By John F. Di Leo -
Cities, colleges, and school districts are ordering students to study online from home; dioceses are cancelling their public mass schedules; states are ordering restaurants to close and demanding that theaters and conventions cancel or reschedule.
We are seeing commerce shut down over fears of the Wuhan virus.
While there’s nothing to say, politically, about the choices of private organizations like churches and businesses to go on hiatus, there is indeed a constitutional crisis erupting as governments engage in actual mandates of this nature. Our Constitution clearly requires that all takings require just compensation, and we haven’t heard these states offering to compensate restaurants for lost diners or theatergoers (most of our states are bankrupt themselves; how could they?).
There is a reason why our Founding Fathers designed a government that was extremely limited in scope. If they didn’t limit the powers of elected officials, eventually, some would surely take it upon themselves engage in tyranny of one kind or another, whether it be the closing of a newspaper because they didn’t like its politics, or the setting aside of land because some well-connected special interest desired it, or the closure of businesses out of some fear, perhaps even a legitimate fear, choosing on their own, as the government, to trade one ill (bankruptcy, unemployment, and poverty) for another ill (a random chance of catching a contagious sickness with a random chance of death).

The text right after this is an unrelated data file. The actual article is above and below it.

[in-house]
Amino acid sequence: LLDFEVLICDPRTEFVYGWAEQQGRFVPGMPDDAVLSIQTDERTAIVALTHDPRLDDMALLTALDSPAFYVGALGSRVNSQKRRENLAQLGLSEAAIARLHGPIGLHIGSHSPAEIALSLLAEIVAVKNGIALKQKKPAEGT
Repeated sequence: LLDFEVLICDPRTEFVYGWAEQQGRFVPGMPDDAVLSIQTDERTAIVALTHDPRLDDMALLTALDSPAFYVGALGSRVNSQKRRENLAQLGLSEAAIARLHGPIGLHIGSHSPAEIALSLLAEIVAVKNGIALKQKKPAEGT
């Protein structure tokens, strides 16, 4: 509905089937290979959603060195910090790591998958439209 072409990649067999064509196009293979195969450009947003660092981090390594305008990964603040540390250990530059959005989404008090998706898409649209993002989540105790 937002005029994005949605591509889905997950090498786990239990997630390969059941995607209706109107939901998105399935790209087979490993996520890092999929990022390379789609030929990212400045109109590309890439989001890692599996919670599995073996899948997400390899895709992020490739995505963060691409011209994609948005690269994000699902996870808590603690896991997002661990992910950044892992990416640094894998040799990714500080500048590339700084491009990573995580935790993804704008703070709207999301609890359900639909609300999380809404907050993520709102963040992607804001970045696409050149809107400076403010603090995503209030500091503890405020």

This is not to say that the chance of illness isn’t real, and even significant for some. Of course it is.
But the questions we face are, is the cure worse than the disease, and is it really government’s role to make this decision for us?
After all, we have always had the right to self-quarantine, when a situation warranted it. Before our state governments started imposing such edicts in mid-March, countless businesses and schools across the country were already acting on their own, without the stick of government spurring them on, to switch to remote learning and remote employment.
In short, the private sector was already taking measures to address the issue. Whether the fear of mass contagion was rightly placed or overblown, as long as the private sector chose how to respond, it was those individuals’ choice to do so.
But when the government steps in, we now have a place to lay blame, a place we might not have had otherwise.
Under the takings clause of the constitution, governments who place these orders must make provision to make people whole again.
But how can they do that? The sheer volume of economic destruction is already incalculable, from stock market losses to lost ticket sales and lost dinner revenue. If they do not make restitution, these elected officials – governors, mayors, etc. – are in violation of our nation’s highest law and must be prosecuted and imprisoned for such a massive crime. But if they do make restitution, they can only do so by taxation and/or an inflation of the currency, which hurts everyone.
As our Founding Fathers knew, once the government intervenes, there is no winning.
Why is the government doing this?
Yes, it is to protect some lives. Maybe many lives. But at what cost? The economic downturn that results from this action will also cause many others to suffer and even die, because that’s how government action works, when it interferes in the market: it shifts burdens, it doesn’t eliminate them.